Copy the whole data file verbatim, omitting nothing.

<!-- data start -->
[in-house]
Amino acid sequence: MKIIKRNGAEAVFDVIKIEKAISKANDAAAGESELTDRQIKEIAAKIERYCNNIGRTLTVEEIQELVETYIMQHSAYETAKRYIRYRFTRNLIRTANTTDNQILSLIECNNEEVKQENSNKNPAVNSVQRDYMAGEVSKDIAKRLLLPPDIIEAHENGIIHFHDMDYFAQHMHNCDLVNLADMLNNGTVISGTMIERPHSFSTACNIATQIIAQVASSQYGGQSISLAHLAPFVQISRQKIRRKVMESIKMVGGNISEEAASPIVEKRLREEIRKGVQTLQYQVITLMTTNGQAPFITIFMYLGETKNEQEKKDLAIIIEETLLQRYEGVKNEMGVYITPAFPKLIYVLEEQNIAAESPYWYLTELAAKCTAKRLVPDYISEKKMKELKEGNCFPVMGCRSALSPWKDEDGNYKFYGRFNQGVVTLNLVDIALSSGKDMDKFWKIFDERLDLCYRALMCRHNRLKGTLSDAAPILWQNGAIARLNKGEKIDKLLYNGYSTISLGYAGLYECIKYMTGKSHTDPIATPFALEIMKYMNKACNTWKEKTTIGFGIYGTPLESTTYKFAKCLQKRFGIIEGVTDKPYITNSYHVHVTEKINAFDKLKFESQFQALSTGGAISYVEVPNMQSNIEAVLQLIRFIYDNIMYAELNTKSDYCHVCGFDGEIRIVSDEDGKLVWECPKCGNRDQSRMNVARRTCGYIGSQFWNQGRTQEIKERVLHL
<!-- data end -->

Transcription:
[in-house]
Amino acid sequence: MKIIKRNGAEAVFDVIKIEKAISKANDAAAGESELTDRQIKEIAAKIERYCNNIGRTLTVEEIQELVETYIMQHSAYETAKRYIRYRFTRNLIRTANTTDNQILSLIECNNEEVKQENSNKNPAVNSVQRDYMAGEVSKDIAKRLLLPPDIIEAHENGIIHFHDMDYFAQHMHNCDLVNLADMLNNGTVISGTMIERPHSFSTACNIATQIIAQVASSQYGGQSISLAHLAPFVQISRQKIRRKVMESIKMVGGNISEEAASPIVEKRLREEIRKGVQTLQYQVITLMTTNGQAPFITIFMYLGETKNEQEKKDLAIIIEETLLQRYEGVKNEMGVYITPAFPKLIYVLEEQNIAAESPYWYLTELAAKCTAKRLVPDYISEKKMKELKEGNCFPVMGCRSALSPWKDEDGNYKFYGRFNQGVVTLNLVDIALSSGKDMDKFWKIFDERLDLCYRALMCRHNRLKGTLSDAAPILWQNGAIARLNKGEKIDKLLYNGYSTISLGYAGLYECIKYMTGKSHTDPIATPFALEIMKYMNKACNTWKEKTTIGFGIYGTPLESTTYKFAKCLQKRFGIIEGVTDKPYITNSYHVHVTEKINAFDKLKFESQFQALSTGGAISYVEVPNMQSNIEAVLQLIRFIYDNIMYAELNTKSDYCHVCGFDGEIRIVSDEDGKLVWECPKCGNRDQSRMNVARRTCGYIGSQFWNQGRTQEIKERVLHL